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Sanity Zone 3-8-2013 Reducto Ad Absurdum

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Posted 03-08-2013 at 12:18 PM by xan

Emanuel Kant. No, seriously. Resist the urge to shut your brain off and walk with me a minute.

Two of Kant's contributions to moral philosophy are the "Theory of Perception" and the "Categorical Imperative." In short, perception is based on either direct experience of reality (analytic) or an inferred experience (synthetic) of reality. "All dogs are quadrapeds" vs. "All dogs are happy" are examples. The former is measurable and verifiable, while the latter is not necessarily an essence of the dog and is imputed by the observer based on the observer's bias. A categorical imperative stipulates that it is one's duty to observe moral purity in all circumstances, no matter what, as any violation is an affront to dignity. "Lying, even to spare the feelings of another, is morally impermissible." To quote the philosopher:

"Let Justice be done, though the world perish"

So we have been having a debate on taxes, especially since there's a huge deficit between the outlays and the receipts. The analytic perception is that there exists a deficit. The synthetic perception is that government is bad.

Some are using the categorical imperative as their moral high ground. Some say that taxes are theft (stealing is morally wrong), therefore no tax is morally justifiable. Resistance to this indignity, by any means, is justifiable. The synthetic perception of government being bad also feeds in to the perception that any government spending is also bad, and reinforces the "no tax" moral position.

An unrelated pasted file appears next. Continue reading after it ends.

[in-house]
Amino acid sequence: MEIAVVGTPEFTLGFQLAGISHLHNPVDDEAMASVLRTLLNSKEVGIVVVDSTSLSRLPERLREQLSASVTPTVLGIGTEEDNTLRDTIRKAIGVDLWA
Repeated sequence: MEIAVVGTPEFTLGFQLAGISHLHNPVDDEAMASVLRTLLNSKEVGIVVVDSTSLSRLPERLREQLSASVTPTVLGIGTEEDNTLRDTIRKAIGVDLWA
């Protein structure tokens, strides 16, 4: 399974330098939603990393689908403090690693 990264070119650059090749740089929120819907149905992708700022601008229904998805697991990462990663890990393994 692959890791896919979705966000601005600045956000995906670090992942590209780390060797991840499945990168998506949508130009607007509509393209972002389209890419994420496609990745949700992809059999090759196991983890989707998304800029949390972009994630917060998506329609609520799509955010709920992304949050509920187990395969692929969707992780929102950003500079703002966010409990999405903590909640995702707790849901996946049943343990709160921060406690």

However, those obstinate over taxes and spending are hypocritically and selectively applying their morality, yet seeking the same ultimate end, to disrupt and emasculate government. Government is good, only if it benefits them directly; any indirect benefit is not considered a justification for government. Because paying for these direct benefits is not considered theft, they are willing to pay those taxes.

So, government is good, and government is bad, taxes are good, and taxes are bad. But moral purity is more important than a sustainable society, so obstruction of the greater good due to synthetic perceptions of reality is also the morally defensible justification of creating harm to that society.

The Sequester debate has reduced the issue of taxation and the role of Government to a cartoon, "Children must starve, homes must burn, and injured veterans must suffer because a 1% tax to save them is institutionalized thievery."

Morals are expensive. Even Kant thinks so. Some think Kant was playing an incredibly elaborate joke on intellectual posers. Purity comes with a cost just as insidious and devastating as compromising on those morals. It is ironic that those funding the resistance would actually pay less in tax than it costs to maintain their shaky claim to the "high ground." I guess we're fighting to see who gets to claim the most moral purity at the destructive end of our society.

But then, irony is synthetic.
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